What has gone wrong, that we have seemed to have lost our reverence for life, when children can dance around someone dying the gruesome death of a necklacing? Something has gone desperately wrong when our leaders are not listened to by their followers. There is much to admire in our political organisations, but there is much also which is not right. Some of those who belong to these organisations are totally undisciplined and you can't wage a struggle unless you are dedicated and disciplined.
... In December 1991, the national convention for which Tutu had been pleading since his letter to Vorster in 1976 began meeting, as the politicians argued over a basis for the new democratic state, the country lurched from crisis to crisis. It was as if the negotiators were travelling along the edge of a precipice, alternately walking and running, sometimes turning back, frequently brawling along the way, regularly driven off course by events that were sometimes out of, but at other times within, their control - coming to their senses only when it seemed they might all plunge over the edge together.
Tutu did not need to think through the question of taking on a new role of facilitator and conciliator; it came more easily to him than confrontation, and he moved into it instinctively. [End of extract]
Healing the wounds of Boipatong
The day after the [Boipatong] massacre, [then Bishop of Natal, Michael] Nuttall proposed to a distraught Tutu that they should visit Boipatong. With Peter Lee and an ecumenical delegation led by Frank Chikane, they toured the community, visiting the homes of the dead and the injured, inspecting the wounds of toddlers, and praying with traumatised survivors. Chikane was in despair. He told Tutu he was sick and tired of delegations visiting such sites again and again, arriving only after the killings had happened, unable to do anything to stop them.
Tutu replied as a father to a son, but perhaps also addressing himself. Yes, he said, they should do all in their power to prevent evil. But they were clergymen, and their vocation was above all to be pastors. This required no more of them than that they should simply be with people in their pain, listen to them, and pray with them. To the people of Boipatong, he said: "We try to bring a little oil to pour on your wounds. We are bringing small little handkerchiefs; let us wipe your tears. We are also crying."
... Ten days after the pastoral visit to Boipatong, Tutu returned to preach at the funeral on the township's soccer field. As rows and rows of coffins were laid out side by side in front of a crowd of thousands, the anger was palpable - unusually so, even for a mass funeral. A black youth kicked out at Mike Terry, executive secretary of the Anti-Apartheid Movement in Britain, as he arrived with Trevor Huddleston, who had been invited by the local council of churches.
The politicians delivered a series of speeches described by Nuttall as "very strong" and by Lee as "political invective". Huddleston delivered a homily commending the virtues of hatred: it was justified, he said, to hate evil. Tutu made no comment, but his discomfort was visible.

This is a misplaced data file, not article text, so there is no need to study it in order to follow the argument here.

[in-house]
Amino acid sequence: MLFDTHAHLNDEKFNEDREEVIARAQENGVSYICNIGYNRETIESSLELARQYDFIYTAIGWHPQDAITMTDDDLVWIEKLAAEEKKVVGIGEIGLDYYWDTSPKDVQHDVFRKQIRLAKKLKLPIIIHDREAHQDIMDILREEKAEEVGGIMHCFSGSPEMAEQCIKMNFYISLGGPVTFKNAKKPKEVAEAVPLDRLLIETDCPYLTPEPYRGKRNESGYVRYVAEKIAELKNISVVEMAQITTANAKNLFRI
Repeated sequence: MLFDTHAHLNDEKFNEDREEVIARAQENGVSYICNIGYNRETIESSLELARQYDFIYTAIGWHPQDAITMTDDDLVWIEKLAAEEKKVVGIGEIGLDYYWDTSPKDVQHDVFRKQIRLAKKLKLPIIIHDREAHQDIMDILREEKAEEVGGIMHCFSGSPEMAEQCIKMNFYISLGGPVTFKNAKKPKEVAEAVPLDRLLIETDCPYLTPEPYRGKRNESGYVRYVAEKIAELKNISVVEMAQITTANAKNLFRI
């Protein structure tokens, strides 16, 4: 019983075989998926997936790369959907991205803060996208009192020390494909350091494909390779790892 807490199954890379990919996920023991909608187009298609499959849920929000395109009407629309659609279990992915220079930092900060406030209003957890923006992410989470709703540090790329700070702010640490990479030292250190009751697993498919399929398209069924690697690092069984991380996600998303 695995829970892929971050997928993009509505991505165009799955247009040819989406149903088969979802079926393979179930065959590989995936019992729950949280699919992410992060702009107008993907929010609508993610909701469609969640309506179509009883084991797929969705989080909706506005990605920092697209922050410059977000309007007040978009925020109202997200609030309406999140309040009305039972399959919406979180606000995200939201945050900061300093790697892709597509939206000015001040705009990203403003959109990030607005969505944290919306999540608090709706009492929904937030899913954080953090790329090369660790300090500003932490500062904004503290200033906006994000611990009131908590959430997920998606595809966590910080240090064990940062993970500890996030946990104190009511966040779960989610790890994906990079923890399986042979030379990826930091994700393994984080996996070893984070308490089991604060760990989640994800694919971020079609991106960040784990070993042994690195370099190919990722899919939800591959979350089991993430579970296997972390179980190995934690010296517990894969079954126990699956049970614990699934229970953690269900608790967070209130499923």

Away from the stadium, while the funeral was still proceeding, youths caught a young man with dreadlocks whom they accused of belonging to Inkatha. In front of horrified photographers, a man came out of the mob, lifted a large rock high in the air, and smashed it down on the victim's head, setting off a frenzy of beating and stoning...
Back on the field, Tutu began his sermon. He told the mourners that each one of them was made in the image of God, that God was neither blind nor deaf, but that as the Old Testament said, God was "in the fiery furnace with us". He spelled out his demands to [FW] de Klerk, appealed for discipline and dignity and had the crowd chanting with him, "I am black and I am proud." The funeral ended peacefully. Lee thought Tutu's sermon one of his great peacemaking moments.
... The Boipatong massacre added impetus to a campaign of strikes and demonstrations that the ANC had begun after the deadlock in negotiations. When the confrontation escalated, Tutu resumed the role of mediator... [End of extract]
The Assassination of Chris Hani
[Extract] The event that came closest to moving South Africa into open civil war came on Holy Saturday, the day before Easter, in 1993, when a Polish immigrant and anticommunist zealot assassinated Chris Hani, the hugely popular general secretary of the South African Communist Party...
Four million people stayed at home on the day of Hani's funeral. More than 120 000 gathered at the country's largest soccer stadium, outside Soweto, for a service that was broadcast live throughout the country... The stadium was dangerously overcrowded. Banks of seating swayed side to side as young people danced the toyi-toyi. Outside, peace monitors watched helplessly as gangs of youths burned houses nearby.
Unidentified gunmen fired automatic weapons at police helicopters. Inside, monitors were concerned that ANC marshals had lost control of the crowd. Tutu was the preacher, assigned the task of giving direction at the end of the service. It was the most important test he had ever faced of his skills in igniting and then channelling the feelings of a volatile crowd.